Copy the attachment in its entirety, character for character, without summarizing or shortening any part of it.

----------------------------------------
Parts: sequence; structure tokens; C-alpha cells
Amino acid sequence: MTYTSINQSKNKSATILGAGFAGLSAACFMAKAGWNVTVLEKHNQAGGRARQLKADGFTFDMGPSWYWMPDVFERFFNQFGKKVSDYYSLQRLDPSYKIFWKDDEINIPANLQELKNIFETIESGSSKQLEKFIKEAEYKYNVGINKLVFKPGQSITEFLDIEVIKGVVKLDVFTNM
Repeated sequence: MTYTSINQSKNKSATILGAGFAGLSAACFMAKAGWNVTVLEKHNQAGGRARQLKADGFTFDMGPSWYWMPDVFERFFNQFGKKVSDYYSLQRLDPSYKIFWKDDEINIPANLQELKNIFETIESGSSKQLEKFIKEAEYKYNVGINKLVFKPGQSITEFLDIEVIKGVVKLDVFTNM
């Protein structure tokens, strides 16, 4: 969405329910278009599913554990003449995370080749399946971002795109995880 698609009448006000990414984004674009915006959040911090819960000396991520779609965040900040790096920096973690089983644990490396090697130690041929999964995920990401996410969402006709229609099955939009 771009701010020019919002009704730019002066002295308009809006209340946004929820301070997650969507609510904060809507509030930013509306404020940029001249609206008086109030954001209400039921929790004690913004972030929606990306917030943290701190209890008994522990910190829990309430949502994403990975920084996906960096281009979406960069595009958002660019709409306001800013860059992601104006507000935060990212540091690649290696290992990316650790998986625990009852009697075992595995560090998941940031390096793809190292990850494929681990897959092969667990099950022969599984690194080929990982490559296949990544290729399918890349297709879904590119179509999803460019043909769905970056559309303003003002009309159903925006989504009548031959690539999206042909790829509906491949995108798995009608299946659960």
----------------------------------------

Parts: sequence; structure tokens; C-alpha cells
Amino acid sequence: MTYTSINQSKNKSATILGAGFAGLSAACFMAKAGWNVTVLEKHNQAGGRARQLKADGFTFDMGPSWYWMPDVFERFFNQFGKKVSDYYSLQRLDPSYKIFWKDDEINIPANLQELKNIFETIESGSSKQLEKFIKEAEYKYNVGINKLVFKPGQSITEFLDIEVIKGVVKLDVFTNM
Repeated sequence: MTYTSINQSKNKSATILGAGFAGLSAACFMAKAGWNVTVLEKHNQAGGRARQLKADGFTFDMGPSWYWMPDVFERFFNQFGKKVSDYYSLQRLDPSYKIFWKDDEINIPANLQELKNIFETIESGSSKQLEKFIKEAEYKYNVGINKLVFKPGQSITEFLDIEVIKGVVKLDVFTNM
């Protein structure tokens, strides 16, 4: 969405329910278009599913554990003449995370080749399946971002795109995880 698609009448006000990414984004674009915006959040911090819960000396991520779609965040900040790096920096973690089983644990490396090697130690041929999964995920990401996410969402006709229609099955939009 771009701010020019919002009704730019002066002295308009809006209340946004929820301070997650969507609510904060809507509030930013509306404020940029001249609206008086109030954001209400039921929790004690913004972030929606990306917030943290701190209890008994522990910190829990309430949502994403990975920084996906960096281009979406960069595009958002660019709409306001800013860059992601104006507000935060990212540091690649290696290992990316650790998986625990009852009697075992595995560090998941940031390096793809190292990850494929681990897959092969667990099950022969599984690194080929990982490559296949990544290729399918890349297709879904590119179509999803460019043909769905970056559309303003003002009309159903925006989504009548031959690539999206042909790829509906491949995108798995009608299946659960």